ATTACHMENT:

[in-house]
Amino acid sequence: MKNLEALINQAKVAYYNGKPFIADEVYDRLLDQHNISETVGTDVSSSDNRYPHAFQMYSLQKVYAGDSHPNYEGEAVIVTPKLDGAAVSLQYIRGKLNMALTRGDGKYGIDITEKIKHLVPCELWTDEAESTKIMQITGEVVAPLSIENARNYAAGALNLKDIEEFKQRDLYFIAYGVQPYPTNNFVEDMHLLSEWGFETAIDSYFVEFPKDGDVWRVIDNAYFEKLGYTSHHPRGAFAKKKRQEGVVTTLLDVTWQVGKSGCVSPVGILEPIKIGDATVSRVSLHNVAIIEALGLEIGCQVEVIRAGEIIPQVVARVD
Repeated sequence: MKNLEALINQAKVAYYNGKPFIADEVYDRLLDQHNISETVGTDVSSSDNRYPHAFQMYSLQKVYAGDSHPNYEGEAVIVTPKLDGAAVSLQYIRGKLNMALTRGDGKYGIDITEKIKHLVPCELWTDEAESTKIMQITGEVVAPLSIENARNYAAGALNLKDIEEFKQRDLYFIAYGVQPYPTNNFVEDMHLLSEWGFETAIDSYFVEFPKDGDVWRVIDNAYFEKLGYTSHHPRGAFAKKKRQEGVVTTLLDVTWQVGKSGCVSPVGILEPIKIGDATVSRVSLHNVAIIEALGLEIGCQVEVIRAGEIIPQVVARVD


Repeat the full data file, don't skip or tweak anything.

[in-house]
Amino acid sequence: MKNLEALINQAKVAYYNGKPFIADEVYDRLLDQHNISETVGTDVSSSDNRYPHAFQMYSLQKVYAGDSHPNYEGEAVIVTPKLDGAAVSLQYIRGKLNMALTRGDGKYGIDITEKIKHLVPCELWTDEAESTKIMQITGEVVAPLSIENARNYAAGALNLKDIEEFKQRDLYFIAYGVQPYPTNNFVEDMHLLSEWGFETAIDSYFVEFPKDGDVWRVIDNAYFEKLGYTSHHPRGAFAKKKRQEGVVTTLLDVTWQVGKSGCVSPVGILEPIKIGDATVSRVSLHNVAIIEALGLEIGCQVEVIRAGEIIPQVVARVD
Repeated sequence: MKNLEALINQAKVAYYNGKPFIADEVYDRLLDQHNISETVGTDVSSSDNRYPHAFQMYSLQKVYAGDSHPNYEGEAVIVTPKLDGAAVSLQYIRGKLNMALTRGDGKYGIDITEKIKHLVPCELWTDEAESTKIMQITGEVVAPLSIENARNYAAGALNLKDIEEFKQRDLYFIAYGVQPYPTNNFVEDMHLLSEWGFETAIDSYFVEFPKDGDVWRVIDNAYFEKLGYTSHHPRGAFAKKKRQEGVVTTLLDVTWQVGKSGCVSPVGILEPIKIGDATVSRVSLHNVAIIEALGLEIGCQVEVIRAGEIIPQVVARVD